We have given due consideration to tbe zealous and learned argument of counsel for defendant in behalf of bis client, but we find no error in tbe record.
Tbe first objection to tbe indictment, that tbe word “fraudulently” is not used in connection with tbe words “designedly, falsely, and feloniously,” is met by tbe statute (Eevisal, sec. 3432), which says: “That it shall be sufficient in any indictment for obtaining or attempting to obtain any such property by false pretenses to allege that tbe party accused did tbe act with intent to defraud, without alleging an intent to defraud any particular person, and without alleging any ownership of tbe chattel, money, or valuable security; and on tbe trial of any such indictment it shall not be necessary to prove an intent to defraud any particular person, but it shall be sufficient to prove that tbe party accused did the.act charged with an intent to defraud.”
Tbe intent to defraud is alleged, and with more particularity than is required.
It is true, as contended by tbe defendant, that tbe indictment must show a causal connection between tbe false representation and tbe parting with tbe property (S. v. Whedbee, 152 N. C., 774), but “no particular form of words is necessary; an allegation that £by means of tbe false pretense’ or 'relying on tbe false pretense,’ or tbe like, is sufficient, where it is apparent that tbe delivery of tbe property was tbe natural result of tbe pretense alleged.” 19 Cyc., 430.
*526The indictment alleges that the defendant falsely represented to- Frederick Rutledge that the construction of a certain house cost $6,500, and, in one place, that by means of the representation he obtained from the said Rutledge, and in another from said Rutledge and B. H. Rutledge, $5,500 in money, which, in our opinion, satisfies the law.
The indictment also contains all of the elements of a false pretense. It charges that a representation was made as to a subsisting fact (tlm cost of the construction of the house) ; that the representation was false; that it was made knowingly and designedly and with intent to defraud; and that by means of the representation he obtained $5,500 in money.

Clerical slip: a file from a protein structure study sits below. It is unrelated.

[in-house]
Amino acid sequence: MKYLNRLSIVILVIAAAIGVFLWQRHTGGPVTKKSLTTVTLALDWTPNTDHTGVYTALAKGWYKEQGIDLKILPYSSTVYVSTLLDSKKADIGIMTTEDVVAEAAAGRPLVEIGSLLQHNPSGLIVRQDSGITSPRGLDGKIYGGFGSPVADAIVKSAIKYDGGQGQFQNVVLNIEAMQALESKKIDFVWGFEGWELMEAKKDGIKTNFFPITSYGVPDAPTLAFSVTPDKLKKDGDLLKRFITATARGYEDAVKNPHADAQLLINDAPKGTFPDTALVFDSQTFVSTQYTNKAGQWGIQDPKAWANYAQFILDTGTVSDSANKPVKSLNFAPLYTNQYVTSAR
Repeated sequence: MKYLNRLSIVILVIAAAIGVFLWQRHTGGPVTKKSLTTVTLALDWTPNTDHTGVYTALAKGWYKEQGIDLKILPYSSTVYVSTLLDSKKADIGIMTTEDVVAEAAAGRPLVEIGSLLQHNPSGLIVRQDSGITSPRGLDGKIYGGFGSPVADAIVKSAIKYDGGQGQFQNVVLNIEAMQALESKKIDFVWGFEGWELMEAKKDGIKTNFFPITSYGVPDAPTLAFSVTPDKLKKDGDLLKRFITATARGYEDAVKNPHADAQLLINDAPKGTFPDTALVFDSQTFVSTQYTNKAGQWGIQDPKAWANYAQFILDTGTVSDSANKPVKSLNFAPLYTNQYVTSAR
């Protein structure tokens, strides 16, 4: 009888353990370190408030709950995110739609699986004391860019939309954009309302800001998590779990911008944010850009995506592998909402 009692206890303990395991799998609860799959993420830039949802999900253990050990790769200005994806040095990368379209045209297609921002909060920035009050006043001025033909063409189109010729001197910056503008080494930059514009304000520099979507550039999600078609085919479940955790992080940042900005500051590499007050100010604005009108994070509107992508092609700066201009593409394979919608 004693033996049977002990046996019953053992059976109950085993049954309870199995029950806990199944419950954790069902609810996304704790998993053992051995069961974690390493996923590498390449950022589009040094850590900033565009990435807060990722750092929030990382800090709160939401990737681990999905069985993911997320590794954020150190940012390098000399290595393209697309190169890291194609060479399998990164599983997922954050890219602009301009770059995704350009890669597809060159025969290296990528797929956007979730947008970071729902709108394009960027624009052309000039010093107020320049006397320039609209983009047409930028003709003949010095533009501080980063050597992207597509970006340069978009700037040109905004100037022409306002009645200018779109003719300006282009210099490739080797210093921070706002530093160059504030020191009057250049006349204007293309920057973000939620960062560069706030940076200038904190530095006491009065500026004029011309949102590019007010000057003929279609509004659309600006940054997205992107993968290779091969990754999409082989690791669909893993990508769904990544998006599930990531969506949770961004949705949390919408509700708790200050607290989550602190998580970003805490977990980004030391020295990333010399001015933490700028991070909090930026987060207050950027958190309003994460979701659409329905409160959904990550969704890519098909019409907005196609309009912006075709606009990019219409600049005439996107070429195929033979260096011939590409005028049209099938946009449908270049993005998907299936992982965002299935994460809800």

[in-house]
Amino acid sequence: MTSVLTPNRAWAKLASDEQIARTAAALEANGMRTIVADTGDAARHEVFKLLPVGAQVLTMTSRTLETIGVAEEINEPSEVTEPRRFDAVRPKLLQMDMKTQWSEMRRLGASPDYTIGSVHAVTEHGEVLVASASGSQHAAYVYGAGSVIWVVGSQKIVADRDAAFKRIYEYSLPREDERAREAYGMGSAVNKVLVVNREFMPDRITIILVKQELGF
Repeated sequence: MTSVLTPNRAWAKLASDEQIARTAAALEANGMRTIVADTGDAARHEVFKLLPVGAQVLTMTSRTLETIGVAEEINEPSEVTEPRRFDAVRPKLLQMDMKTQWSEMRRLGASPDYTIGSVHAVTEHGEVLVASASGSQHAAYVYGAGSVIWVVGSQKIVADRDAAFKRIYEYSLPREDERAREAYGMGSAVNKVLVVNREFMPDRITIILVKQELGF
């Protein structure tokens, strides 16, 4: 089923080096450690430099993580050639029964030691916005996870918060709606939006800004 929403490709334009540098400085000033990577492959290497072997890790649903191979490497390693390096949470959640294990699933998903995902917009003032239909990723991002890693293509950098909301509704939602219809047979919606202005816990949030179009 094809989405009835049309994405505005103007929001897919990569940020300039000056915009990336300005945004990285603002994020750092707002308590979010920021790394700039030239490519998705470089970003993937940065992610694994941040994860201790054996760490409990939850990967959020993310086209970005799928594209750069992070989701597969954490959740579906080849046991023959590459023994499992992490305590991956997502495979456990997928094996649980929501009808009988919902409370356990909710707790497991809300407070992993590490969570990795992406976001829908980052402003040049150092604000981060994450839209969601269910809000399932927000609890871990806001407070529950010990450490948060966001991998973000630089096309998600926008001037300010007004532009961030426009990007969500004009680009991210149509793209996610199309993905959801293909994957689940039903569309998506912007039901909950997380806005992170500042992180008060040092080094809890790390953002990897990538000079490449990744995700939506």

We are, therefore, of opinion that the motions to quash and in arrest of judgment were properly overruled.
The defendant was not entitled to have his prayers for special instructions considered under the findings of his Honor that they were handed up on the second day of the trial, after two speeches had been made on the preceding day, and when the judge was preparing his charge and had no time to consider them.
We said at the last term, in Holder v. Lumber Co., 161 N. C., 178: “After the argument commences it is well settled that counsel will not be permitted to file requests for special instructions without leave of the court, and no such leave appears to have been given in this case, for the court declined to consider the prayers after they were handed up.”
The fact that there is a representation in writing does not prevent the introduction of evidence of a parol representation, and the letter of Frederick Rutledge to B. H. Rutledge was competent for the purpose for which it was admitted, to corroborate Frederick Rutledge, who was a witness.
The admission of evidence as to what the house was worth, if erroneous, was cured in the charge, in which the jury were carefully instructed that they could not consider any representation except the one as to the cost of construction.
Nor' do wé find any valid objection to the charge, which'is remarkably clear, full, and accurate. If it is the subject of criticism at all, it is because it was too favorable to the defendant.